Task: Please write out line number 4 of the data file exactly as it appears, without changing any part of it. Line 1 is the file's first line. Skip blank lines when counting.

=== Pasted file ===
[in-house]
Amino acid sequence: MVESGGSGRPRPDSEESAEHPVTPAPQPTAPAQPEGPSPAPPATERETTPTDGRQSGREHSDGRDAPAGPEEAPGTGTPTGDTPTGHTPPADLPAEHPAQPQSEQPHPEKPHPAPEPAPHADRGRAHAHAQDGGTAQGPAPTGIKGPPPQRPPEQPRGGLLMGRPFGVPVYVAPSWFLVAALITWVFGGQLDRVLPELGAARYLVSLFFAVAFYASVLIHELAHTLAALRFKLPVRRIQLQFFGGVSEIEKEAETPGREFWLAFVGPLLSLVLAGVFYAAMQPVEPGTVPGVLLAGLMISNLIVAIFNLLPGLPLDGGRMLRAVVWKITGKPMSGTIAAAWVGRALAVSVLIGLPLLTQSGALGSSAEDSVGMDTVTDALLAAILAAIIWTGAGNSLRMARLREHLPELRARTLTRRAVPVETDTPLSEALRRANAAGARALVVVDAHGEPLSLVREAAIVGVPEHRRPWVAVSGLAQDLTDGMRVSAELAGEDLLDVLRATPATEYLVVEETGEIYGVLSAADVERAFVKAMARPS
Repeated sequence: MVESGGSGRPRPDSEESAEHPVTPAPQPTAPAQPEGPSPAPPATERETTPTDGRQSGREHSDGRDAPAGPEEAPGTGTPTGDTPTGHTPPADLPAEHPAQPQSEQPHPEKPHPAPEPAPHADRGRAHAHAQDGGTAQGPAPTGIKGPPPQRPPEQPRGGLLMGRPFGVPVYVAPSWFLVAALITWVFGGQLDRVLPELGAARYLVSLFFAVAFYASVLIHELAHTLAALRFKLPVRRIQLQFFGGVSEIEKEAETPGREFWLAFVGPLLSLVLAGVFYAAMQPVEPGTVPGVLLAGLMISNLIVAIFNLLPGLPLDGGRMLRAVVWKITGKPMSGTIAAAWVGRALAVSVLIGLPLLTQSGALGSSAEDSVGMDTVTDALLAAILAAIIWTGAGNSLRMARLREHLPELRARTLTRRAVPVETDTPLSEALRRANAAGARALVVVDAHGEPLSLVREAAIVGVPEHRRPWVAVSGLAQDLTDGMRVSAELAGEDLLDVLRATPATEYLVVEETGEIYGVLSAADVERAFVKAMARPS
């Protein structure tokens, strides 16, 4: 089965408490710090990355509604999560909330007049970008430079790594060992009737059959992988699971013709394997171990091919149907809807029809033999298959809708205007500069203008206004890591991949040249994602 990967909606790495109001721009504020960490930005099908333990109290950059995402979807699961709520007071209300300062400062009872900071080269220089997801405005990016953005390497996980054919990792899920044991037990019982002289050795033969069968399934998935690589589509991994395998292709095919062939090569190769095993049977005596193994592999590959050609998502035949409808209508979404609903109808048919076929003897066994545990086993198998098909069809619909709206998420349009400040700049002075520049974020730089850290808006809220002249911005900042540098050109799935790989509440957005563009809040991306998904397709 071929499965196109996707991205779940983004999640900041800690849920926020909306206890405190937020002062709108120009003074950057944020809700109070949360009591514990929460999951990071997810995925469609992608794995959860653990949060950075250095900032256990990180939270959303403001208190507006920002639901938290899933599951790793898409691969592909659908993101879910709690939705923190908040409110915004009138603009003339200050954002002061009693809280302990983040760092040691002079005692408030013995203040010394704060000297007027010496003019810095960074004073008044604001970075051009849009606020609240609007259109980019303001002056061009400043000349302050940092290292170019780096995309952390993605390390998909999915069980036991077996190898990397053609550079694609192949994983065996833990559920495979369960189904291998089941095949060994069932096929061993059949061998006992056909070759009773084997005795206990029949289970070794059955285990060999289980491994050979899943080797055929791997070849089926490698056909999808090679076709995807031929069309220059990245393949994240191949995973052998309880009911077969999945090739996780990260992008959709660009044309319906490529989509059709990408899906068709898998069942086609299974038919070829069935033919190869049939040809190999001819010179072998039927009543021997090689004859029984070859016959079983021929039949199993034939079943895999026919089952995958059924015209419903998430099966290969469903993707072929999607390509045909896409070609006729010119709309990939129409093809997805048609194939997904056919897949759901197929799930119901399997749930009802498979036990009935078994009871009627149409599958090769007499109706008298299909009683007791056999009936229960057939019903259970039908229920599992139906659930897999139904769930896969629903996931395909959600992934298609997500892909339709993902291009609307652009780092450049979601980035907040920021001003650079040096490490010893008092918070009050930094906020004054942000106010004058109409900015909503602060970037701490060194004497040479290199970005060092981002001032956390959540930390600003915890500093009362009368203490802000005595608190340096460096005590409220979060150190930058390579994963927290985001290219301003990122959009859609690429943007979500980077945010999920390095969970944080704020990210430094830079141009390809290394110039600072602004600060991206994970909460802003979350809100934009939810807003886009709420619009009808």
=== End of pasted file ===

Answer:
């Protein structure tokens, strides 16, 4: 089965408490710090990355509604999560909330007049970008430079790594060992009737059959992988699971013709394997171990091919149907809807029809033999298959809708205007500069203008206004890591991949040249994602 990967909606790495109001721009504020960490930005099908333990109290950059995402979807699961709520007071209300300062400062009872900071080269220089997801405005990016953005390497996980054919990792899920044991037990019982002289050795033969069968399934998935690589589509991994395998292709095919062939090569190769095993049977005596193994592999590959050609998502035949409808209508979404609903109808048919076929003897066994545990086993198998098909069809619909709206998420349009400040700049002075520049974020730089850290808006809220002249911005900042540098050109799935790989509440957005563009809040991306998904397709 071929499965196109996707991205779940983004999640900041800690849920926020909306206890405190937020002062709108120009003074950057944020809700109070949360009591514990929460999951990071997810995925469609992608794995959860653990949060950075250095900032256990990180939270959303403001208190507006920002639901938290899933599951790793898409691969592909659908993101879910709690939705923190908040409110915004009138603009003339200050954002002061009693809280302990983040760092040691002079005692408030013995203040010394704060000297007027010496003019810095960074004073008044604001970075051009849009606020609240609007259109980019303001002056061009400043000349302050940092290292170019780096995309952390993605390390998909999915069980036991077996190898990397053609550079694609192949994983065996833990559920495979369960189904291998089941095949060994069932096929061993059949061998006992056909070759009773084997005795206990029949289970070794059955285990060999289980491994050979899943080797055929791997070849089926490698056909999808090679076709995807031929069309220059990245393949994240191949995973052998309880009911077969999945090739996780990260992008959709660009044309319906490529989509059709990408899906068709898998069942086609299974038919070829069935033919190869049939040809190999001819010179072998039927009543021997090689004859029984070859016959079983021929039949199993034939079943895999026919089952995958059924015209419903998430099966290969469903993707072929999607390509045909896409070609006729010119709309990939129409093809997805048609194939997904056919897949759901197929799930119901399997749930009802498979036990009935078994009871009627149409599958090769007499109706008298299909009683007791056999009936229960057939019903259970039908229920599992139906659930897999139904769930896969629903996931395909959600992934298609997500892909339709993902291009609307652009780092450049979601980035907040920021001003650079040096490490010893008092918070009050930094906020004054942000106010004058109409900015909503602060970037701490060194004497040479290199970005060092981002001032956390959540930390600003915890500093009362009368203490802000005595608190340096460096005590409220979060150190930058390579994963927290985001290219301003990122959009859609690429943007979500980077945010999920390095969970944080704020990210430094830079141009390809290394110039600072602004600060991206994970909460802003979350809100934009939810807003886009709420619009009808």